Meet Mr. Heat Exhaustion

May 27, 2009

May 26, 2009

When the folks back home inquire about the climate here in Fractaville, Uganda, I’m quick to point out that the temperatures soar far less than in the summers in Georgia.  The climate is moderate despite our location on the equator.  Warm.  Not HOT.  A good bargain with the Sun.  The lush elevation.  The credit also goes to the influences of the (Schistosomes-full) Great lakes.

Although in the sun the rays seem to concentrate their energies like a magnifying glass, in the shade it feels like spring in Ga.  I proudly wear Z-shaped Chaco tan lines on my feet.  My counterpart joked that I will truly be an Ugandan in two years and he could even pass for my biological brother.

Spending several hours riding around on my newly repaired conglomerated Shimano soaking the Ugandan sun visiting the 35 schools in the area will be a quadriceps and gluteus strengthening experience.  My counterpart suggested we visit the closer schools first, so I gradually get accustomed to the heat and exercise.  I decided to go on a 8-km test ride from Fractalville to Bunytown, the quiet town we’re moving to in a few weeks.

1:15p.m. I hopped on the bike while Fractal, who didn’t own a bike yet, took a taxi.  Many heads turned at the helmeted muzungu wearing a black skirt.

When I walk on the streets, the children’s voices calling out “muzungu” climb in decibels.  muzungu. Muzungu. MUZUngu. MUZUNGU. MUZUNGUMUZUNGUMUZUNGU!!!  Instead of the usual yelling, the children whispered “muzungu.”  I noticed that none of them increased in their frequencies during my ride.  I wondered whether they were cautious in their muzungu singing to ensure that I don’t fall off my bike.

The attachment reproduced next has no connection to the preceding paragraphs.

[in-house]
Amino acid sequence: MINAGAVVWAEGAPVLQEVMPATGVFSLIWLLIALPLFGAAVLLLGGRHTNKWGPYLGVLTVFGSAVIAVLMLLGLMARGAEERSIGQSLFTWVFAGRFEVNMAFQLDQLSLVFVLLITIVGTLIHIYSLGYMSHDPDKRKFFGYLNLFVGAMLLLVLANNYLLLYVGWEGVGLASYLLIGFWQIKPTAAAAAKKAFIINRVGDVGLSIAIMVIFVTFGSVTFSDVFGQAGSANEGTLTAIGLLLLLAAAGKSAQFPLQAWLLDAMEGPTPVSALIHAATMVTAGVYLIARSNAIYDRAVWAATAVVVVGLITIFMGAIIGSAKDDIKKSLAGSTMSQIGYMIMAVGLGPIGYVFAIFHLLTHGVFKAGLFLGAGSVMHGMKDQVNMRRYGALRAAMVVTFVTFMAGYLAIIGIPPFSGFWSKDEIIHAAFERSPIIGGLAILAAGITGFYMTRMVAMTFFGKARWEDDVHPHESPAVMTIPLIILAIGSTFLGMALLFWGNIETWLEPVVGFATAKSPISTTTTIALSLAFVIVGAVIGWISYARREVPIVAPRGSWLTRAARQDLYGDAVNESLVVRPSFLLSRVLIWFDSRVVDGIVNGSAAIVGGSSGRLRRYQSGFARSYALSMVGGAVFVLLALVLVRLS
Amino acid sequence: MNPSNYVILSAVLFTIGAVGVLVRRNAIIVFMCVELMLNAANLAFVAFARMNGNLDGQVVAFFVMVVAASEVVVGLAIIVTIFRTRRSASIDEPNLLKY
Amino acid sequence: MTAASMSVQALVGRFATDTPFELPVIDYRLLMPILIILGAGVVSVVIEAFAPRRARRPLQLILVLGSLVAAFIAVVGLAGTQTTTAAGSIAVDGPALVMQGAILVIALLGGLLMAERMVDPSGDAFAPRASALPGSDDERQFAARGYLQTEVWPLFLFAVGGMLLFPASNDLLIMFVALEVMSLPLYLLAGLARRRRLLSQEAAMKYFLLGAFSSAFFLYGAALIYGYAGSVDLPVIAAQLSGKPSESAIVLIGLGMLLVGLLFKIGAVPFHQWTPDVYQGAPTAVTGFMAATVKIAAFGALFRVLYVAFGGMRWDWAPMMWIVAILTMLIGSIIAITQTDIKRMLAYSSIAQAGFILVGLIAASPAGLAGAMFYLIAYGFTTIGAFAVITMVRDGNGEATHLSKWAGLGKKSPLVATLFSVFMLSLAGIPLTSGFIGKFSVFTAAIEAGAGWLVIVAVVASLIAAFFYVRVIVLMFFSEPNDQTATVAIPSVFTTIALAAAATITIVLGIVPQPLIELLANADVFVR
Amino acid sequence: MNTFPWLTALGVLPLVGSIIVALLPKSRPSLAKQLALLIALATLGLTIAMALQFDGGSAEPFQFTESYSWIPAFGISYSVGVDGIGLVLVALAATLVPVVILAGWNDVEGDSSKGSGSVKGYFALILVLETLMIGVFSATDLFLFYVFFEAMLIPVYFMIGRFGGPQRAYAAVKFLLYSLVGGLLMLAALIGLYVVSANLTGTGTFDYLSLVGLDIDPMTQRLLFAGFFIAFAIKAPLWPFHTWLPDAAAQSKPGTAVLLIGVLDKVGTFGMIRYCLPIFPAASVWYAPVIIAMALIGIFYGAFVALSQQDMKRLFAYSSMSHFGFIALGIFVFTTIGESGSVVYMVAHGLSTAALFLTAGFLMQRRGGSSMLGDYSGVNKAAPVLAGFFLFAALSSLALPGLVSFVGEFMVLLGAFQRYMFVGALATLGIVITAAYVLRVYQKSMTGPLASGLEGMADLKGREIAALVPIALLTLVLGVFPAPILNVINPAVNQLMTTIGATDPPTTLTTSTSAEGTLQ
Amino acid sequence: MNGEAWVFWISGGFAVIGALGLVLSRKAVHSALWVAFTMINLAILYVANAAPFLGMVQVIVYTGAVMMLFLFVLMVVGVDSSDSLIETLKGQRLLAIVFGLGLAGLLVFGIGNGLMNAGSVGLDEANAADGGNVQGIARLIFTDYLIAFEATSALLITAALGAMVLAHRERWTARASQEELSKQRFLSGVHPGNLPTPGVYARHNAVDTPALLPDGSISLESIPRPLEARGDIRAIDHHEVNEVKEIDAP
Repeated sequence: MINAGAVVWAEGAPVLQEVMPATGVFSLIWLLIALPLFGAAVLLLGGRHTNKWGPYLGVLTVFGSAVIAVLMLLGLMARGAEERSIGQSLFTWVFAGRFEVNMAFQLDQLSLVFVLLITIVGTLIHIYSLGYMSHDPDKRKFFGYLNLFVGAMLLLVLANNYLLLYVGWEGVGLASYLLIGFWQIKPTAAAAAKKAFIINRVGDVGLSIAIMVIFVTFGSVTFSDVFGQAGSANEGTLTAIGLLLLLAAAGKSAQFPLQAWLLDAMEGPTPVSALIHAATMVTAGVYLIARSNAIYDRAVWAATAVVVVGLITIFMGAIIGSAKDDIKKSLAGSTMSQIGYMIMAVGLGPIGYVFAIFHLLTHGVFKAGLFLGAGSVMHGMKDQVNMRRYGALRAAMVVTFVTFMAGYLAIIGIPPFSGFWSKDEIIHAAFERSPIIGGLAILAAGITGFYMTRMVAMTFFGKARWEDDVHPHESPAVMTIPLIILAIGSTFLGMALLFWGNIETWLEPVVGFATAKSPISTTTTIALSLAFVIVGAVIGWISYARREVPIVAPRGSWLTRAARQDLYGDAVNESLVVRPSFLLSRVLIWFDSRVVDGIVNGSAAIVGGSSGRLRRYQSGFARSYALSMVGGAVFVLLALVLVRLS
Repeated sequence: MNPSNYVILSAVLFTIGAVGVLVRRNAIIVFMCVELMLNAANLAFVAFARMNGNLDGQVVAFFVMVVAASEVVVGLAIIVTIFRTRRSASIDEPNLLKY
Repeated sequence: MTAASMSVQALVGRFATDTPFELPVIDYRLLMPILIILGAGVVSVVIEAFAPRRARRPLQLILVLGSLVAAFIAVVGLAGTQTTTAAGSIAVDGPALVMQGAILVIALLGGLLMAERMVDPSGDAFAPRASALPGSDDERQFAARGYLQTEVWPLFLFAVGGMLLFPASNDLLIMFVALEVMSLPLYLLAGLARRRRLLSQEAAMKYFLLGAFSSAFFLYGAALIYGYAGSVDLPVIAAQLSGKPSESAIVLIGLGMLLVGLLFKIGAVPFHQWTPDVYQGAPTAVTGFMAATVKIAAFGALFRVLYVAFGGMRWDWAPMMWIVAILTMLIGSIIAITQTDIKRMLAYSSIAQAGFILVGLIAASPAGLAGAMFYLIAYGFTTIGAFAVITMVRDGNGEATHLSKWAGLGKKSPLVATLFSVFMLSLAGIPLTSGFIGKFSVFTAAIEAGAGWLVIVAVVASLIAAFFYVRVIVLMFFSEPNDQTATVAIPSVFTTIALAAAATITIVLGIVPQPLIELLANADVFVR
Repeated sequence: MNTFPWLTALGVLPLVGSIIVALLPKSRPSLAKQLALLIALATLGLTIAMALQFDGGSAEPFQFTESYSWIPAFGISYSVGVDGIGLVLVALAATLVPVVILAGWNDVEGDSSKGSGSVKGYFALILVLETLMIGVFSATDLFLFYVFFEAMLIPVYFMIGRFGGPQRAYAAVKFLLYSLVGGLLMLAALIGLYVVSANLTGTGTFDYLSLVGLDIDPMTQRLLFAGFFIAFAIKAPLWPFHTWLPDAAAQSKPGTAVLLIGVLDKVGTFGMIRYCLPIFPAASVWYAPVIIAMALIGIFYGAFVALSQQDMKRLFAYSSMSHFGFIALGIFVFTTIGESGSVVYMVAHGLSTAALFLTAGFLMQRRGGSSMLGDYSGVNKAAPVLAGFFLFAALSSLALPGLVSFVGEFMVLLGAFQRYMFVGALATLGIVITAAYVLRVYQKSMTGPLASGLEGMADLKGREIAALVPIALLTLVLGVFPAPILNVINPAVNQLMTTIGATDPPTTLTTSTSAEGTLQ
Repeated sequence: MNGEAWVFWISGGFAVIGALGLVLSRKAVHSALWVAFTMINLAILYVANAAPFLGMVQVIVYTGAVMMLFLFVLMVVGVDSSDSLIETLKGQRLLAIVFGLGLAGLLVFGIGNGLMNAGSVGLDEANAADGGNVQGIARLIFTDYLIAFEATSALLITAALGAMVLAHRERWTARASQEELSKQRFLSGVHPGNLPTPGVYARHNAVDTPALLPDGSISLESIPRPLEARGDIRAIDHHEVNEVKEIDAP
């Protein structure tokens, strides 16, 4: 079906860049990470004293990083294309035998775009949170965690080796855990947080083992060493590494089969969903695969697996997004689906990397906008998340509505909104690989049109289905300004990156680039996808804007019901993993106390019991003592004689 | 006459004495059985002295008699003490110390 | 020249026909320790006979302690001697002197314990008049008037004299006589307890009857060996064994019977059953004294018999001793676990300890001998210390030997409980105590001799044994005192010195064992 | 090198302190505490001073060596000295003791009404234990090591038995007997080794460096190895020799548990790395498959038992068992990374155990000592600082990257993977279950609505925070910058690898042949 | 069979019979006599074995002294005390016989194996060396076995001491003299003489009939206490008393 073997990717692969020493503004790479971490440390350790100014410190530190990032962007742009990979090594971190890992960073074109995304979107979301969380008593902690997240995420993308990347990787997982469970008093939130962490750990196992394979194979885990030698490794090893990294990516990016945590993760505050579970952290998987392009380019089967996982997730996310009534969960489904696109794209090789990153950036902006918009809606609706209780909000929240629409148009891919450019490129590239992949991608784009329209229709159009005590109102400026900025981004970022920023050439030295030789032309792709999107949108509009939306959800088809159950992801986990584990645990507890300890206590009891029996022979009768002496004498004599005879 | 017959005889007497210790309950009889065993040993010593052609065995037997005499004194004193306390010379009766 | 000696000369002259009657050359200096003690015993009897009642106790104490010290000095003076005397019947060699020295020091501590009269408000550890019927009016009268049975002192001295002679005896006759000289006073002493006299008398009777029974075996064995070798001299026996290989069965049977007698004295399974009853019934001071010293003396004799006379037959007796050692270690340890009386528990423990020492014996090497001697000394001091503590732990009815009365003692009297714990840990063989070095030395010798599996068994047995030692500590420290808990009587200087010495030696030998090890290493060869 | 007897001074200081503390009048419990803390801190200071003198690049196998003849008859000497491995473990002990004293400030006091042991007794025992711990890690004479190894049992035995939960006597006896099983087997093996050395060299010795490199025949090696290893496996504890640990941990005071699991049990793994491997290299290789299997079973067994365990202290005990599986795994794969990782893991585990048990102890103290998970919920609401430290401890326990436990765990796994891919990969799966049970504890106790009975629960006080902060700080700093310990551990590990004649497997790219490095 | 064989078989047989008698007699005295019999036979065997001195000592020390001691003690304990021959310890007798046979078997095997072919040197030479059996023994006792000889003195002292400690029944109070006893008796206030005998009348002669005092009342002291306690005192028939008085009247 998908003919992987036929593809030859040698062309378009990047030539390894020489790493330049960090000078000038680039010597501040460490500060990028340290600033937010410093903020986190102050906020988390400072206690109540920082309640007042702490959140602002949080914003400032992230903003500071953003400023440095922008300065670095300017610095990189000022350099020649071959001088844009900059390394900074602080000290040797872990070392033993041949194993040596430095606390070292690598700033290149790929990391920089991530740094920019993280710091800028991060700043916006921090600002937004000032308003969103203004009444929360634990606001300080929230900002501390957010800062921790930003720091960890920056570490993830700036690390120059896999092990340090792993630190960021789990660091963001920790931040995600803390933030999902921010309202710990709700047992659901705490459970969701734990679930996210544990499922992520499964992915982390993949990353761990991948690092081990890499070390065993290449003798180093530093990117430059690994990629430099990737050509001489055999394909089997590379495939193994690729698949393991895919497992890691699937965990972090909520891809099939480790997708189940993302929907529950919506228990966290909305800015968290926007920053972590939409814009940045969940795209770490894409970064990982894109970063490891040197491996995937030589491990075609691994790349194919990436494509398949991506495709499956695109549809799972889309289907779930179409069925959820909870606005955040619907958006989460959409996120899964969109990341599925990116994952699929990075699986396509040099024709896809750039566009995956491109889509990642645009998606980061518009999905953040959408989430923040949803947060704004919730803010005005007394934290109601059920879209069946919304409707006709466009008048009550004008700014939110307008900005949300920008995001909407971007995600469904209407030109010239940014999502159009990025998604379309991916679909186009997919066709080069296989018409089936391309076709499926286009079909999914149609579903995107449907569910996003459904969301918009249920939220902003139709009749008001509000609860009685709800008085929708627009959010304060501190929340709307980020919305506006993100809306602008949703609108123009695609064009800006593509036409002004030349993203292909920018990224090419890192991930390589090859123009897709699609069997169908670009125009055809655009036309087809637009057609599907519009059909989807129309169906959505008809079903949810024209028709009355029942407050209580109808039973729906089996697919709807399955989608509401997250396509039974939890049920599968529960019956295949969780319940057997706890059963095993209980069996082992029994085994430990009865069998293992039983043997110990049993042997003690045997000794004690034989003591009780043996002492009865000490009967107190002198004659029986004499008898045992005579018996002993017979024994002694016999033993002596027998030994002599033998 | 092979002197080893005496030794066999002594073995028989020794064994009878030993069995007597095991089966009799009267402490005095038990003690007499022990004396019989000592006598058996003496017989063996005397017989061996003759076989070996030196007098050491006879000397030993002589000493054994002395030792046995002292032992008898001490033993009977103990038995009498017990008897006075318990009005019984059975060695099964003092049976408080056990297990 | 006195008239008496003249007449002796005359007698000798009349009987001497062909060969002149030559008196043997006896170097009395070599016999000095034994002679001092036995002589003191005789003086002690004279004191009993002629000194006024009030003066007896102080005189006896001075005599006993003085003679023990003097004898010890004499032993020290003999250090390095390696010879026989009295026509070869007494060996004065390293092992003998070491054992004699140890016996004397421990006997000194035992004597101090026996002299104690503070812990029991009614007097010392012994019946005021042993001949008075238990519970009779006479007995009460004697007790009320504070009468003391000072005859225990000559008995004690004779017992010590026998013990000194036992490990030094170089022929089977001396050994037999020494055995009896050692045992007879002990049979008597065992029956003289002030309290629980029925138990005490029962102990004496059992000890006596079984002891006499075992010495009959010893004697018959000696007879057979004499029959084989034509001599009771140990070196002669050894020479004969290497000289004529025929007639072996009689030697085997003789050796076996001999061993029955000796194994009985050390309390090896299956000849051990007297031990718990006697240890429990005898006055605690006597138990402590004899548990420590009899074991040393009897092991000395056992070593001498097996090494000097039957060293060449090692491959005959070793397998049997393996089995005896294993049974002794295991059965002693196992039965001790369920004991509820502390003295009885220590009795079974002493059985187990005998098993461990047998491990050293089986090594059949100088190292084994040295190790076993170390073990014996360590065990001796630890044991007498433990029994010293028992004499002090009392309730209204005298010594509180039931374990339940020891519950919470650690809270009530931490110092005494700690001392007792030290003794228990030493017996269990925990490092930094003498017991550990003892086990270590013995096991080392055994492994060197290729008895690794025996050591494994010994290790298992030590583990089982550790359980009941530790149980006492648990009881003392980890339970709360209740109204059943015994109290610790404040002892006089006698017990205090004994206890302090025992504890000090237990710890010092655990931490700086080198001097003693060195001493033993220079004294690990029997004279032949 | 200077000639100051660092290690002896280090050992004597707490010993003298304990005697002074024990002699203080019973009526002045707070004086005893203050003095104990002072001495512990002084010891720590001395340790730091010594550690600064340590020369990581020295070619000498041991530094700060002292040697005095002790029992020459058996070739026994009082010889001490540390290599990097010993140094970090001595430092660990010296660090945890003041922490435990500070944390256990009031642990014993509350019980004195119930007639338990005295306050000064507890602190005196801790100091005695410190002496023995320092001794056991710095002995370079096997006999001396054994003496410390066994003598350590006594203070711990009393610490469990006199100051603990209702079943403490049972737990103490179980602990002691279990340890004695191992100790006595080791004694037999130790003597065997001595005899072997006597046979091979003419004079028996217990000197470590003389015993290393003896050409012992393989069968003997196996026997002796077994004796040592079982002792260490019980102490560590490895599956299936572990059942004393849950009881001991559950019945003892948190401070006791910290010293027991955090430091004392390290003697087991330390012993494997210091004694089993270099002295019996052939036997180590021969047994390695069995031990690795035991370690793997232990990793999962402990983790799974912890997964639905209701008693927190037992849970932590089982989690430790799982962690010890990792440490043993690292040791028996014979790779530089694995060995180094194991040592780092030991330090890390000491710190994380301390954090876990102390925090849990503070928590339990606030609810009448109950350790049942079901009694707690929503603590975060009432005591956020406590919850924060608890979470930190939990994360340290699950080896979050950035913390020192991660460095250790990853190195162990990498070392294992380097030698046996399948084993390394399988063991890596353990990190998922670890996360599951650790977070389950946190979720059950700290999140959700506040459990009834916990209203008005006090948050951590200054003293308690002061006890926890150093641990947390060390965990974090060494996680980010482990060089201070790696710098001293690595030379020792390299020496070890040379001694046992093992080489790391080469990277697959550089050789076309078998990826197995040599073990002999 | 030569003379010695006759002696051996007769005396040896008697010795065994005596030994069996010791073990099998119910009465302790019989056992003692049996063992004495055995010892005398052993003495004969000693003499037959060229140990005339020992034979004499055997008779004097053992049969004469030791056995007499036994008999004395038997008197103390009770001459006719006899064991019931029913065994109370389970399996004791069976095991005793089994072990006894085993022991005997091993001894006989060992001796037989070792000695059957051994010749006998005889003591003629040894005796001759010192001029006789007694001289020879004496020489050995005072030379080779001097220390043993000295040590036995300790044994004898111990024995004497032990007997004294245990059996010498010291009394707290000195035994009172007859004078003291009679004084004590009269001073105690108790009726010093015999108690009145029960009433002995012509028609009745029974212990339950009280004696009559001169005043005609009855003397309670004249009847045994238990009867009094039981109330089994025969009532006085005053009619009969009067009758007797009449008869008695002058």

Even though I can tolerate the muzungu mania, I get fairly annoyed when I hear men make sucking noises at me.  I wanted to tell them what trainers suggested to say when confronted with inappropriate comments, or behavior. Oline mpisa embi. You’ve bad manners. Except I didn’t remember my survival Lusoga.  Instead I rode my bike without stopping and changing the gears through the three hills and valleys.

1:45p.m. Breathless and dehydrated, I arrived at the destination where Fractal and my counterparts were awaiting.  I got off the bike and walked towards them.  I could hardly speak when I informed Fractal that I felt a bit strange.  The water I drank gave me little relief, and I craved for a cold Fanta.  I asked Fractal for some of his water.

Then I heard my husband’s voice grow faint, and everything went white.  BLANK.  I gained consciousness after several seconds and I felt the ground underneath me.  Fractal who elevated my legs poured some water on my head and gave me water to sip on from his Klean Kanteen.  He called the Peace Corps Medical Officer and narrated what happened.  While I was recovering, I looked up to see the Peace Corps Education Program Director.  Shocked and confused to see me laying down on the ground, she looked at Fractal and my counterparts for an explanation.  After they fill her in on what happened, she turned to me.  Smiling I say, “Welcome to Bunytown!”

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